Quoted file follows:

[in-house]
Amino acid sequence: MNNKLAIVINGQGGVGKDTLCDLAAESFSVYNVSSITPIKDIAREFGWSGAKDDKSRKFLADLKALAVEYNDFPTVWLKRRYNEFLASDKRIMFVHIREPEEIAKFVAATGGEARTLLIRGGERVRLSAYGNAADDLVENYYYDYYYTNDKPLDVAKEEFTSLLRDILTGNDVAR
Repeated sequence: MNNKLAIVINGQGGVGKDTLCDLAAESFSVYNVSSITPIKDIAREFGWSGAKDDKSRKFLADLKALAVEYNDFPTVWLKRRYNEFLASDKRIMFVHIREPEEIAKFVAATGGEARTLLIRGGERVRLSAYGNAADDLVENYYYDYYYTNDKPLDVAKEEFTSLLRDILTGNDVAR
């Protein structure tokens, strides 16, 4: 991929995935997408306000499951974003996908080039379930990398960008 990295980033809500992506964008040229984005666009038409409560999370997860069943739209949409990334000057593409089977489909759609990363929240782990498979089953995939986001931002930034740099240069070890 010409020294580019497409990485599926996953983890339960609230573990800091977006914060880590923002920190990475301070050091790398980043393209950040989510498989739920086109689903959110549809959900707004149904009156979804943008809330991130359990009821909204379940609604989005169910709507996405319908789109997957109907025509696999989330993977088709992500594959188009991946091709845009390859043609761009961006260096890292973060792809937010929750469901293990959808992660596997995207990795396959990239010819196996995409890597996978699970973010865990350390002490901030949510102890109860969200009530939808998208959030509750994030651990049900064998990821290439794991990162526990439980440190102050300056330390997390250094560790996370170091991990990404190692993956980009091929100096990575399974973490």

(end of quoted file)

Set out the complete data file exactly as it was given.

[in-house]
Amino acid sequence: MNNKLAIVINGQGGVGKDTLCDLAAESFSVYNVSSITPIKDIAREFGWSGAKDDKSRKFLADLKALAVEYNDFPTVWLKRRYNEFLASDKRIMFVHIREPEEIAKFVAATGGEARTLLIRGGERVRLSAYGNAADDLVENYYYDYYYTNDKPLDVAKEEFTSLLRDILTGNDVAR
Repeated sequence: MNNKLAIVINGQGGVGKDTLCDLAAESFSVYNVSSITPIKDIAREFGWSGAKDDKSRKFLADLKALAVEYNDFPTVWLKRRYNEFLASDKRIMFVHIREPEEIAKFVAATGGEARTLLIRGGERVRLSAYGNAADDLVENYYYDYYYTNDKPLDVAKEEFTSLLRDILTGNDVAR
């Protein structure tokens, strides 16, 4: 991929995935997408306000499951974003996908080039379930990398960008 990295980033809500992506964008040229984005666009038409409560999370997860069943739209949409990334000057593409089977489909759609990363929240782990498979089953995939986001931002930034740099240069070890 010409020294580019497409990485599926996953983890339960609230573990800091977006914060880590923002920190990475301070050091790398980043393209950040989510498989739920086109689903959110549809959900707004149904009156979804943008809330991130359990009821909204379940609604989005169910709507996405319908789109997957109907025509696999989330993977088709992500594959188009991946091709845009390859043609761009961006260096890292973060792809937010929750469901293990959808992660596997995207990795396959990239010819196996995409890597996978699970973010865990350390002490901030949510102890109860969200009530939808998208959030509750994030651990049900064998990821290439794991990162526990439980440190102050300056330390997390250094560790996370170091991990990404190692993956980009091929100096990575399974973490």